This is a sentence from Cambridge dictionary

I was rather quiet as I didn't feel I had much wisdom to impart on the subject.

Does "on the subject" function as an adverb to modify the verb "impart" or it functions as an adjective to modify "wisdom"

By the way, can I rephrase it to:

I was rather quiet as I didn't feel I had much wisdom which I can impart on the subject.

If the paraphrase is grammatically correct, can the sentence be looked at this way?

I can impart wisdom on the subject.

Then, does "on the subject" still function as an adverb to modify the verb "impart" or it functions as an adjective to modify "wisdom"

  • 1
    I'd say that the PP "on the subject" serves as complement of "impart", since "on" has to be licensed by the verb "impart". Btw, phrases don't functions as adverbs or adjectives. Those are word classes, not functions. Instead we use the functions term 'modifier' .
    – BillJ
    Jan 16, 2019 at 15:49
  • @BillJ An adverbial\adjectival phrase is the usual term in grammar books, isn't it? Jan 16, 2019 at 16:05
  • @MvLog Yes, but as word categories (parts of speech), not for functions. In the OPs example, on the subject is a PP (category), and its function is that of complement. The main functions are subject, object, modifier and complement, while the categories are noun, verb, adjective, adverb etc. It's important to maintain the distinction between the two.
    – BillJ
    Jan 16, 2019 at 17:10
  • @BillJ Thanks, what about this sentence?
    – 黃冠霖
    Jan 17, 2019 at 2:10
  • "The minorities don't have the resources that are needed for social advancement" What the function and the category of " for social advancement"?
    – 黃冠霖
    Jan 17, 2019 at 2:11

1 Answer 1


Technically, the meaning of the sentence is ambiguous without knowing the wider context. You are correct that "on the subject" could link to "impart" or to "wisdom". However, the more likely scenario is that it is an adjective modifying "wisdom". The other interpretation implies that there is some person who is a "subject" being given wisdom. "Subject" is usually only used in this sense to refer to experimental subjects. There is nothing else in the sentence that would suggest this context, so it does not seem likely, whereas "wisdom on the subject" is a very common phrase. Assuming that this is the intended meaning, a less ambiguous version of the sentence would have been:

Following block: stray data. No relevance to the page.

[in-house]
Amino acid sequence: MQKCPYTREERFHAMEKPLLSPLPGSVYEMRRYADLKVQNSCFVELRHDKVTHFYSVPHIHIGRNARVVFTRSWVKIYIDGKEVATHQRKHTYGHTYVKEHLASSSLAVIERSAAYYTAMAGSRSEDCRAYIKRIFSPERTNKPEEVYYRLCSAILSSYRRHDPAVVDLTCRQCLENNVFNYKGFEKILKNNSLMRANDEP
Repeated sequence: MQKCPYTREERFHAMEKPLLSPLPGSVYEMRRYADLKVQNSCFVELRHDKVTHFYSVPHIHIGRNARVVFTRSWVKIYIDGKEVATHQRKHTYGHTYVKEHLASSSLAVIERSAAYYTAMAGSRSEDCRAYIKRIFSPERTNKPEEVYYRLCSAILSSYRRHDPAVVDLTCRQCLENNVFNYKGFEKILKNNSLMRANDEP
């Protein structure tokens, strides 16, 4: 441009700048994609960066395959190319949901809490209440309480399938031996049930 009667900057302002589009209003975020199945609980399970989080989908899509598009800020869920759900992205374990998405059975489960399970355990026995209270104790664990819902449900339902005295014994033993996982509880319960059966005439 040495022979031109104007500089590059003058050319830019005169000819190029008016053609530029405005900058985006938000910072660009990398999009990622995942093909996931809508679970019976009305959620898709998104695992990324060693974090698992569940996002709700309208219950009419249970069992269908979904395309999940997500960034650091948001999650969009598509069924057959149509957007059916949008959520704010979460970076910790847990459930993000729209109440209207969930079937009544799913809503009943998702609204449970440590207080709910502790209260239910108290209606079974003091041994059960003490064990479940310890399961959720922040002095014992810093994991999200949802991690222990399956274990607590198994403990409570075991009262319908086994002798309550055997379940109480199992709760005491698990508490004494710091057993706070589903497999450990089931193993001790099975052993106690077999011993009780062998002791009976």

I was rather quiet as I didn't feel I had much wisdom on the subject to impart.

Your rephrased sentence carries only the adverbial meaning, because now "on the subject" is part of the relative clause beginning with "which" instead of simply being a prepositional phrase following an infinitive. One could argue that there is still some ambiguity, but I cannot imagine a native speaker forming the sentence in this way if they intended the adjectival meaning.

Also, your rephrased sentence should use "could" rather than "can". The imparting of wisdom is a hypothetical situation (because the person is remaining quiet) and should use the conditional "could".

(As a side note, style guidelines often suggest using "that" with restrictive relative clauses and "which" with nonrestrictive relative clauses. This is not a grammar rule, but it is a convention that is taught at least in the USA. Your clause is restrictive, because it is not offset by a comma, so I would recommend using "that".)

Your shorter paraphrased version is still somewhat ambiguous for the same reasons as above, although I think "on the subject" is more clearly adjectival in this case, because it immediately follows "knowledge".


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